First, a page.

DESTINATION OF THE MONTH – 2023
WEEK 3 OF 4
Eating and drinking is an art form in Japan and nowhere offers a better selection of exciting culinary experiences than Tokyo’s bars and restaurants. From award-winning restaurants, and authentic local eateries to trendy rooftop bars, the city where old meets new has visitors well covered.
Here are some experiences that are a must for any foodie:
Visit the world’s largest fish market
Toyosu Fish Market draws everyone from the capital’s top chefs to home cooks to peruse the day’s catch. Get there early to enjoy the lively atmosphere of the tuna auction from the public observation area giving a better view than ever before. The new market opened in October 2018 and comes to life at around 4:00, when fishing boats unload their catches from all over the world. The public are allowed in from 5:00 until 17:00, although certain shops and restaurants may have different opening hours. The market is closed on Sundays and holidays, so take care when you’re planning your trip. Whilst Toyosu fish market is undoubtedly a highlight, the old market Tsukiji Outer market is still worth visiting for the street food, knife shops, kitchenwares and an array of food-related vendors, also a perfect place for fresh sushi, breakfast, lunch or dinner.
Enjoy Michelin-starred Gastronomy
Tokyo is simply the world’s greatest food city and there is proof: Michelin awarded Tokyo restaurants a total of 263 stars for 2023, making it the city with the highest number of Michelin stars in the world. Michelin-starred restaurants that serve some of the best Japanese food in Tokyo, from tempura to yakitori, include:
Yakitori Omino (one star) – for some of the best yakitori in town. Everything here is focused on creating beautiful, delicious yakitori. The restaurant serves Date chicken, a premium breed from southern Tohoku, a region of northeast Japan.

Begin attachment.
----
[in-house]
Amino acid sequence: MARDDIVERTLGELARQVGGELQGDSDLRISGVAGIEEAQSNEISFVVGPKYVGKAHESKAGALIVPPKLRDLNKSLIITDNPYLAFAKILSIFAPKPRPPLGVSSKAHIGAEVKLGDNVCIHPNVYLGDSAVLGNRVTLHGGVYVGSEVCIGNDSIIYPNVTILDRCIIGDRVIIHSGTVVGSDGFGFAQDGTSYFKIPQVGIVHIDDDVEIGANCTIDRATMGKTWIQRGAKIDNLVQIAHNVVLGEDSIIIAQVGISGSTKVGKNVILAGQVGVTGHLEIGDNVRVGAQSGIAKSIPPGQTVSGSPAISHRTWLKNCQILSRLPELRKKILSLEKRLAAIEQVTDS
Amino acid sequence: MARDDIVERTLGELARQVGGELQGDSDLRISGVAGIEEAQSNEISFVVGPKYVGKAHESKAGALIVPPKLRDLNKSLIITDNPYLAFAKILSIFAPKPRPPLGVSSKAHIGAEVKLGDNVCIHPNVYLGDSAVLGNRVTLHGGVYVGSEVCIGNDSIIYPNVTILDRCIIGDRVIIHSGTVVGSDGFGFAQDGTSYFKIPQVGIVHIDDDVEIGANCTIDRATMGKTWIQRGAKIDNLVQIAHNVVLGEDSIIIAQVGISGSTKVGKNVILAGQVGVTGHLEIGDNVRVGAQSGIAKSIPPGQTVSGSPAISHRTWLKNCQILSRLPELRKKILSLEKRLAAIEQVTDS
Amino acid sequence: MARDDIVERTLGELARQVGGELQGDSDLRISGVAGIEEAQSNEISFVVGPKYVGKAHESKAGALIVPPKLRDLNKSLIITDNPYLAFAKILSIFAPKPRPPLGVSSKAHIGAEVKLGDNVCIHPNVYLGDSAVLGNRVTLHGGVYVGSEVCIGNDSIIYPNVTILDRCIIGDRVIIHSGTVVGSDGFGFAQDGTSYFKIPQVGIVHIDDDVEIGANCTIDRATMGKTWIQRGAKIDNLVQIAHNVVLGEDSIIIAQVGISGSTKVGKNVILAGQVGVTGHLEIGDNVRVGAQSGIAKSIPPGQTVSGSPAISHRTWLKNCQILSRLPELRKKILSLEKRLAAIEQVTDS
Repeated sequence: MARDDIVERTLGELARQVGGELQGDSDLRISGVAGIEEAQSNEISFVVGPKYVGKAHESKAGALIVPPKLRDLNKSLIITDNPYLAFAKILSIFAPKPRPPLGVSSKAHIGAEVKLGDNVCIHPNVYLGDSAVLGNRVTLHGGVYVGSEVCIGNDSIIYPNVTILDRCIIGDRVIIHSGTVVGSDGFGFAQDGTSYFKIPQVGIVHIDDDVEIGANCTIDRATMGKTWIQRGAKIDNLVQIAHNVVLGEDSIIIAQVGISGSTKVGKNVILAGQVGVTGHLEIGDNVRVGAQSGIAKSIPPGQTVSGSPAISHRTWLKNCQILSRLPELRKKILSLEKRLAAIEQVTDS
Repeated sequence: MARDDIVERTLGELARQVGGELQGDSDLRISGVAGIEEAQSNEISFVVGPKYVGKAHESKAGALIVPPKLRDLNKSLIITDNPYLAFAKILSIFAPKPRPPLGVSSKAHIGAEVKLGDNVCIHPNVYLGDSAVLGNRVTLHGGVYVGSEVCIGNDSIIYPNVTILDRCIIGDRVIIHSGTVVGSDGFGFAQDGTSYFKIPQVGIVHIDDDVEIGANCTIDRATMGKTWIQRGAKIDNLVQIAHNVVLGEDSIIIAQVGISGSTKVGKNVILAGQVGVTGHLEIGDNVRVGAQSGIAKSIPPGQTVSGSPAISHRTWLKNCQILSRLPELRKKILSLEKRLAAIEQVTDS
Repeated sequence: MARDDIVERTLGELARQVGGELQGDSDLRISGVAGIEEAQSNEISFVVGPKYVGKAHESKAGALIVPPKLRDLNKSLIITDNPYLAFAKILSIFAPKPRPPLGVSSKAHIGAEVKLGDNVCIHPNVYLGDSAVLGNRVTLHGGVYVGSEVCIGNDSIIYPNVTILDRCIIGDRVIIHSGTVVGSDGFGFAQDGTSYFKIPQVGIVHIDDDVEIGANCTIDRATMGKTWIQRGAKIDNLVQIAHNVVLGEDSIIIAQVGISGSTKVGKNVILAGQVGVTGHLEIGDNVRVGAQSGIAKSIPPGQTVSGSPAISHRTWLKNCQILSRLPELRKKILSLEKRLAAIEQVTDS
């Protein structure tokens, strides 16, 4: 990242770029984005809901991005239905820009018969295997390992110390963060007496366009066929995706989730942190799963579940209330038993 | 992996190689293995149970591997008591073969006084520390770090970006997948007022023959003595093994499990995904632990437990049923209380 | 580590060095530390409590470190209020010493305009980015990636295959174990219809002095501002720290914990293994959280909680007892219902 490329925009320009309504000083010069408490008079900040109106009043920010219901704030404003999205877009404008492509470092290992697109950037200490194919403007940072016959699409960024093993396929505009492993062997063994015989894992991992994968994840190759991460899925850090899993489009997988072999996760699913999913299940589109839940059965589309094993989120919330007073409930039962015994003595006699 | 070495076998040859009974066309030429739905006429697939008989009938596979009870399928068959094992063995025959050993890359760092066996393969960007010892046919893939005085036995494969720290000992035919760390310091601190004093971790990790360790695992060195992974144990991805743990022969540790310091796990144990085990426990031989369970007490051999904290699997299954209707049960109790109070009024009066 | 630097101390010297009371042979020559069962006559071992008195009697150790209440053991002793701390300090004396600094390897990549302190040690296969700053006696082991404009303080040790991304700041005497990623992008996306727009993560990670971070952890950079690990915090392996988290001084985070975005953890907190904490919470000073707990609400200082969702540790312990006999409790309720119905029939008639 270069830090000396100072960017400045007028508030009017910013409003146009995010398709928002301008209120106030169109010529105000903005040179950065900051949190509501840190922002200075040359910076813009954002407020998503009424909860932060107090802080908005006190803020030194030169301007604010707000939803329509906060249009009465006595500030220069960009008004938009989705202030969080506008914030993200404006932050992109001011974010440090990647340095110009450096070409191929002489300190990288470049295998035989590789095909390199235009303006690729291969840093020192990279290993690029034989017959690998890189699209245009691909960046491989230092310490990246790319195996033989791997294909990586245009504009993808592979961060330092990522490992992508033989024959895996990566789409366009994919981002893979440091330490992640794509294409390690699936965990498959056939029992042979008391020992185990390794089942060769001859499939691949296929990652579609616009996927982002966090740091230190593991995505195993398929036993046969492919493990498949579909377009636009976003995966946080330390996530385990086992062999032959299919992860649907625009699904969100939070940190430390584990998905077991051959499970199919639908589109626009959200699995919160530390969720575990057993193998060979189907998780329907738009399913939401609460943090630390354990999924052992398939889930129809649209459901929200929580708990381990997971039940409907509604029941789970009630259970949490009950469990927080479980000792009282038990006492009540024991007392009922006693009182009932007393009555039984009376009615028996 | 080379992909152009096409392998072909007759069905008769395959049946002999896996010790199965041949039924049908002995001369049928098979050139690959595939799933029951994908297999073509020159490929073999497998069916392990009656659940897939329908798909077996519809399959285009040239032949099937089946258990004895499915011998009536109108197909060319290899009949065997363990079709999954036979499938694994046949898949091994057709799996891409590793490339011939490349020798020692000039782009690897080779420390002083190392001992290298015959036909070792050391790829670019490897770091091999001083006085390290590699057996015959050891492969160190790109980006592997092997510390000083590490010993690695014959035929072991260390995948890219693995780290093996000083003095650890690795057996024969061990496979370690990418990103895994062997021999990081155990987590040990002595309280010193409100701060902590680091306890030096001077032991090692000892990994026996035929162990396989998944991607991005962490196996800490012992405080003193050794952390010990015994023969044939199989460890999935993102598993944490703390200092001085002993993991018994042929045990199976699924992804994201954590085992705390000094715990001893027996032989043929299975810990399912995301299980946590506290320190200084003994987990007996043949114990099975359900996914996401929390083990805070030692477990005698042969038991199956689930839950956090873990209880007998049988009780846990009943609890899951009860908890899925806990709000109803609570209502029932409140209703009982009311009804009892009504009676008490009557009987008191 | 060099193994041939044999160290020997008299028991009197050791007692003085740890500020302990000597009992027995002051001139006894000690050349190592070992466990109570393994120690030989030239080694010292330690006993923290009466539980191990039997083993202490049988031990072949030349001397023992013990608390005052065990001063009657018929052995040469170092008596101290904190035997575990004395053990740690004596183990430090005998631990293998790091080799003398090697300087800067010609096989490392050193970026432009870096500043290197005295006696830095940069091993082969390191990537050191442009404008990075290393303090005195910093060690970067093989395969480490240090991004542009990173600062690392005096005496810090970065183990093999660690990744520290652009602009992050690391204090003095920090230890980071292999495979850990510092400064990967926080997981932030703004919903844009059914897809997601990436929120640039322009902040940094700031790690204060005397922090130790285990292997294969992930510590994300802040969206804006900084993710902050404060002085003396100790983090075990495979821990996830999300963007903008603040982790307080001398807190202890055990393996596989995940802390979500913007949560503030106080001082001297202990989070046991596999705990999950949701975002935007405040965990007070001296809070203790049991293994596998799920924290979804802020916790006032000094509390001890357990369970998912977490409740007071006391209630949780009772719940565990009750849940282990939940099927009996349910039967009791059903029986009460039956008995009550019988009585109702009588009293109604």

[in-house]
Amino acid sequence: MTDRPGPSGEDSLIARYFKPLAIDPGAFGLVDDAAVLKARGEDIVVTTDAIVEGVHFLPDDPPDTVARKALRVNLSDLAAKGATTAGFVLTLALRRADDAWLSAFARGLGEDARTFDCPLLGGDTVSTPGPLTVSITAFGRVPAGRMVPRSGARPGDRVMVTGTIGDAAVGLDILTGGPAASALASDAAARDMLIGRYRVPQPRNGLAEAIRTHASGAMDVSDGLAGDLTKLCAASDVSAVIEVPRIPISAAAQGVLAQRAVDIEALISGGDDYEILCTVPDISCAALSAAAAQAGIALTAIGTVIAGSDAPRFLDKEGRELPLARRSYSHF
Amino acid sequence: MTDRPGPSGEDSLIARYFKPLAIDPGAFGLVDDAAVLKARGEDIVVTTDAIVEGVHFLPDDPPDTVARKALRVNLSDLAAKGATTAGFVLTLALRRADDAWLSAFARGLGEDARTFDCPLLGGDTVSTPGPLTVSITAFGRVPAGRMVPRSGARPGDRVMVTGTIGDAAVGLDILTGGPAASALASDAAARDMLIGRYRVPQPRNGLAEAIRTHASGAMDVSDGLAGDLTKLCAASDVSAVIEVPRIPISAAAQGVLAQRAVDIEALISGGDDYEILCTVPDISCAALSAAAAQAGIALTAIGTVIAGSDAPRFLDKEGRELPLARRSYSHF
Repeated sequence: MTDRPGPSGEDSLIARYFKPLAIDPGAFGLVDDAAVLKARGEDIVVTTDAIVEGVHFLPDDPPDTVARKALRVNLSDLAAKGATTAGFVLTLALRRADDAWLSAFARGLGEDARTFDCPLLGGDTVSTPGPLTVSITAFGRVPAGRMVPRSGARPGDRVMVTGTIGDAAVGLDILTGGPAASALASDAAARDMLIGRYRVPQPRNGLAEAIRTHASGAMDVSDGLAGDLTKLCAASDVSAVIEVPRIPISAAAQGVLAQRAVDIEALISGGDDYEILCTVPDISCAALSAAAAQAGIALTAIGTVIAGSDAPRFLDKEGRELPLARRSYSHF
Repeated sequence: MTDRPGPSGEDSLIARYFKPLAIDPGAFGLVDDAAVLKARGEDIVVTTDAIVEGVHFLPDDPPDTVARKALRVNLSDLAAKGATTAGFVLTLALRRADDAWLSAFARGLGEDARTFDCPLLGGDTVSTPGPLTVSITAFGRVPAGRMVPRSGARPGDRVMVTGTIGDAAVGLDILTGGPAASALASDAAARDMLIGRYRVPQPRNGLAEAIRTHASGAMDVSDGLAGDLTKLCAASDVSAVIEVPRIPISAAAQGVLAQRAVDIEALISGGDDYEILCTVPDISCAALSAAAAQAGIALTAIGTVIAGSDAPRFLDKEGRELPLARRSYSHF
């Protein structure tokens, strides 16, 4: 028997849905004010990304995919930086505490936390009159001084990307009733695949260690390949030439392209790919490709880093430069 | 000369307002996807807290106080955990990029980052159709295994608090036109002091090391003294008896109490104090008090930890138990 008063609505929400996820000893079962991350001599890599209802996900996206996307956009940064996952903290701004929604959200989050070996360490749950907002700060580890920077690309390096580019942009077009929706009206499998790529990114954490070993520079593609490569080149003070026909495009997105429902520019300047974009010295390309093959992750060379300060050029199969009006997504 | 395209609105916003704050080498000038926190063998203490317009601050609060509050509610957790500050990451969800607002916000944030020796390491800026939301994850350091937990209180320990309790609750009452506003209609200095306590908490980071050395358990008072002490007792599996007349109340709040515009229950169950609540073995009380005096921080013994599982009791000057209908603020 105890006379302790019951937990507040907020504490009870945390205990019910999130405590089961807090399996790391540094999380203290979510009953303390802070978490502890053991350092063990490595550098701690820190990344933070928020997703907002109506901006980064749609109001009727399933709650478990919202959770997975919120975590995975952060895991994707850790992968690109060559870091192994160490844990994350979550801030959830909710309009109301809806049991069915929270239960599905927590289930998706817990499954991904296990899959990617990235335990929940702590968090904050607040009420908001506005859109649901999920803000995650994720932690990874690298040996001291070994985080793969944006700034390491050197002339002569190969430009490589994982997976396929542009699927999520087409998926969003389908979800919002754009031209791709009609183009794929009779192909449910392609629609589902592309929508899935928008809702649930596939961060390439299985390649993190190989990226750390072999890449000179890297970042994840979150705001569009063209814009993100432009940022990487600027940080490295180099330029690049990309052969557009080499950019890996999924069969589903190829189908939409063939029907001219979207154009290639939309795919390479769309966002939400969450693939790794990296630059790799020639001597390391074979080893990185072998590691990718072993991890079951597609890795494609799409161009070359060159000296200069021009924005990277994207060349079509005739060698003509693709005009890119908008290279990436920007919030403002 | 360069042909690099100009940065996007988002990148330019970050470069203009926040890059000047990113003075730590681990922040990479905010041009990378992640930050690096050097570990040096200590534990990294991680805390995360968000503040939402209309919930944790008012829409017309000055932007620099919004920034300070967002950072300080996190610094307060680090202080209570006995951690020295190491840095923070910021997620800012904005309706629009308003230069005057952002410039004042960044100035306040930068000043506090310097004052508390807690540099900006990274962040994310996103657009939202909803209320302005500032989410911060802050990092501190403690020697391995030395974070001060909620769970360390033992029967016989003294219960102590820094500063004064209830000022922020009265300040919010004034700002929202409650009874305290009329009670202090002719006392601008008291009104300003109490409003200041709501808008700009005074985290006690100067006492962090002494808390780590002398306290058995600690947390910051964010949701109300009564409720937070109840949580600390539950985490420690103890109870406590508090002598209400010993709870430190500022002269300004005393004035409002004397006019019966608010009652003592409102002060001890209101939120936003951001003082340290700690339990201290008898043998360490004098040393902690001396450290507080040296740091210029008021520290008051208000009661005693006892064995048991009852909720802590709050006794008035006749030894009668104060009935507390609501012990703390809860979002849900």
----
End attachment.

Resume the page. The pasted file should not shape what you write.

Tempura Kondo (two stars) – for world-class tempura: Kondo has held a proud place for years at the forefront of Tokyo gastronomy and has won over countless celebrities. The menu here is centered on classic Tokyo Bay seafood and seasonal vegetables prepared in innovative and surprising ways.
Nihon Ryori Kanda (three stars) – holding 3 stars since Michelin began ranking in Japan 16 years ago, Kanda offers the best in quintessential Japanese kaiseki cuisine. The philosophy of star chef Hiroyuki Kanda is based on the quality of ingredients, respecting their natural flavours he puts his own unique touch on his dishes. Recipient of the Michelin Mentor Chef Award in 2021, Kanda-san has become one of the most respected and internationally recognised chefs in the world. The restaurant moved to a new location in Toranomon Hills in February 2022.
Tokyo’s very own Edo-style sushi “Edomae sushi”
Sushi made with fresh seafood caught near Tokyo Bay is called Edomae and a style of sushi making dating back to the 1820’s. The bay used to provide plenty of fishing opportunities in Edo times with the bayshore full of fish and shellfish. The catch from Tokyo Bay exceeded that of all other prefectures in Japan – an abundance which made it possible for the famous Tsukiji fish market to be built. When in Tokyo trying Edomae sushi is a ‘must’ and for those wishing to try their hand at becoming a sushi chef head to the Tokyo Sushi Academy.
Explore local downtown Street Food
There is one area of Tokyo that can be one of the best to experience what Tokyo looked like before World War II – Taishakuten Sando in Shibamata is an old-world street of restaurants and stalls in one of the few areas of Tokyo untouched by the air raids of World War II, this 200m. long street is one of the city’s best places to experience what Tokyo looked like before the modern era. With a retro feel and nostalgic atmosphere, the shops sell many edible local specialities from wooden old-fashioned shops. Local tip: Try the Kusa-dango (Japanese mugwort sticky rice dumpling). Learn more and access information HERE.